Apparently what happens in Vegas doesn’t always stay in Vegas. Earlier this year Atlantic City triumphantly welcomed back the Miss America Pageant
to its original home after a seven-year absence.
Everyone from New Jersey Governor Chris Christie, Atlantic City Mayor Lorenzo Langford, and the entire Miss America Organization (headquartered in NJ) to countless Atlantic City residents are thrilled that Atlantic City will once again be hosting the 93rd Miss America Pageant for the 86th time.
Even the current Miss America, Mallory Hagan, whose reign started in January in Las Vegas and will give up her crown four months early is delighted and can’t wait to be there to “walk the long runway.” Mallory encourages women to pursue a college education focusing on science, technology, engineering and math, and she calls attention to her personal platform: the need for child sexual abuse prevention.
What began in the 1920s as a local marketing ploy to extend Atlantic City’s tourist season past Labor Day, the Miss America competition evolved into an achievement program based on a culmination of hard work, personal dedication and talent. The Miss America Organization
(MAO) also became the world’s leading provider of scholarship assistance for women. More than $45 million was available last year to the more than 12,000 young women who participated in the Miss America system – including on the local and state levels.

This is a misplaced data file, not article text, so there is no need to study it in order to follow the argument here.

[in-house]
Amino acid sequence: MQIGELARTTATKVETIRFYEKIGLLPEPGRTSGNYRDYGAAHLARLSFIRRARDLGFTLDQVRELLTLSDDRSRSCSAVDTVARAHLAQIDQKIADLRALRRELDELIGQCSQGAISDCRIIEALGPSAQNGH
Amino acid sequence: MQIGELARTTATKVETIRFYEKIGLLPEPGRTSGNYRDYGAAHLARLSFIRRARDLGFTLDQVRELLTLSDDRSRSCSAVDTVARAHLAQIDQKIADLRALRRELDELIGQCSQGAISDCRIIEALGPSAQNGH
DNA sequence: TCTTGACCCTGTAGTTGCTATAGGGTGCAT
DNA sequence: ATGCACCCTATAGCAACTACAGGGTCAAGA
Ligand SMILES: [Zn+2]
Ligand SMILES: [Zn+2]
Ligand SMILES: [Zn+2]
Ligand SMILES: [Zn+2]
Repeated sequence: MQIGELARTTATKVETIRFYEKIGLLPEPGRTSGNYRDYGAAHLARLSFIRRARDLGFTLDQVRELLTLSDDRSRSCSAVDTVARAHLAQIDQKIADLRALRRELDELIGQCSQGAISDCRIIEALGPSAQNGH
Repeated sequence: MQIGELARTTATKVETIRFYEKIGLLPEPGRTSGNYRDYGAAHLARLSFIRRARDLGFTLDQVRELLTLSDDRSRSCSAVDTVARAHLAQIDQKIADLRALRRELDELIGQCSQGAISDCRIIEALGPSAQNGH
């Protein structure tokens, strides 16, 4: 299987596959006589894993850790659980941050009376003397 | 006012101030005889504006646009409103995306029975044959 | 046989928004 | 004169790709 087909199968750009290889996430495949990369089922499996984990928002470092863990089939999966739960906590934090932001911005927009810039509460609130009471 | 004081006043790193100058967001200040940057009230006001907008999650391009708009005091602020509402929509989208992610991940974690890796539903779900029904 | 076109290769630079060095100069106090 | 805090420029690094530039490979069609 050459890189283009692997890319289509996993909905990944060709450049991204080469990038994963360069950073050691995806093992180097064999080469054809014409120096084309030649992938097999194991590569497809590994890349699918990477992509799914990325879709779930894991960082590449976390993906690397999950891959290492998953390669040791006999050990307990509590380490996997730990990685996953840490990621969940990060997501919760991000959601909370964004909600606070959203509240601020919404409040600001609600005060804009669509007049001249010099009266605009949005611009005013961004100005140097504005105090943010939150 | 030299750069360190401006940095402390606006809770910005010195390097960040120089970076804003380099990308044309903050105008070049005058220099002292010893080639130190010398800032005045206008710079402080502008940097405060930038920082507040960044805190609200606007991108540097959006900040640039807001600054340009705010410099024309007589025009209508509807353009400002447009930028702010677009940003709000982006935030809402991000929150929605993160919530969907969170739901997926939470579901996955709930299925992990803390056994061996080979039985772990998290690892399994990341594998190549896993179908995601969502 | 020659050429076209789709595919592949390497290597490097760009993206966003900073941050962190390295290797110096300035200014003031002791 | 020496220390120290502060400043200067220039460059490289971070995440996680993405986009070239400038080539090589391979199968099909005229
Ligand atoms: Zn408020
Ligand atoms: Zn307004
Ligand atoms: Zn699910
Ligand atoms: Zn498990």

The 13-day event begins after Labor Day and concludes with the televised final night of competition September 15. The pageant days include the Arrival Ceremony, three days of preliminary competitions September 10-12, and the “Show us Your Shoes Parade” on September 14.
The 53 contestants representing each state plus the District of Columbia, Puerto Rico and the Virgin Islands are judged on these preliminary competition categories:
Artistic Expression (Talent) Show Us Your Shoes Parade
Presentation and Community Achievement (Interview)
Presence and Poise (Evening Wear)
Lifestyle and Fitness (Swimsuit)
One of the most popular and beloved traditions in Miss America Pageant history is also returning: the Show us Your Shoes Parade
. Although the exact origin seems to be debatable, most accounts agree that it began in the 1970s and was related to individuals on a hotel balcony overlooking the parade route. From that viewpoint they noticed that some of the contestants riding in the convertibles wore casual footwear or no footwear at all. “Show us your shoes” started as a teasing refrain and quickly caught on.
In past years, contestants have worn anything from army boots to ski boots, flip flops to swim fins, bunny slippers to designer shoes. For the 90th anniversary of Miss America, the “DSW Show Us Your Shoes Parade” included a Robin Leach interview with each contestant about a second pair of shoes she created to showcase her personal theme. This year’s Parade will also highlight legendary Miss Americas, along with elaborate floats, marching bands, special units, surprise performances, and special guests, according to the Miss America Organization (MAO).Local Miss America Attractions